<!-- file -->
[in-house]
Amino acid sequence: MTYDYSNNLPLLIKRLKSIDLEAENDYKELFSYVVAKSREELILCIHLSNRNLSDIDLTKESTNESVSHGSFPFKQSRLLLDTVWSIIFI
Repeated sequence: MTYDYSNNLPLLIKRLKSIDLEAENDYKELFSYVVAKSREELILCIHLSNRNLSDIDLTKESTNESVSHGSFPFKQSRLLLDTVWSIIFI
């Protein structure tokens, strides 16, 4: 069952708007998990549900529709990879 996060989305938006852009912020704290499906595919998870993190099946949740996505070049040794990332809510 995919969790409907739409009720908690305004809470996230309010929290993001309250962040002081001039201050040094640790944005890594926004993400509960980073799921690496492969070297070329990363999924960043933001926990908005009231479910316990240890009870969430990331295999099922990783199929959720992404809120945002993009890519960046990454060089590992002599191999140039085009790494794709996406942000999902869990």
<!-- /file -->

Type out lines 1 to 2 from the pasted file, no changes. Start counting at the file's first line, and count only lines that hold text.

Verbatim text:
[in-house]
Amino acid sequence: MTYDYSNNLPLLIKRLKSIDLEAENDYKELFSYVVAKSREELILCIHLSNRNLSDIDLTKESTNESVSHGSFPFKQSRLLLDTVWSIIFI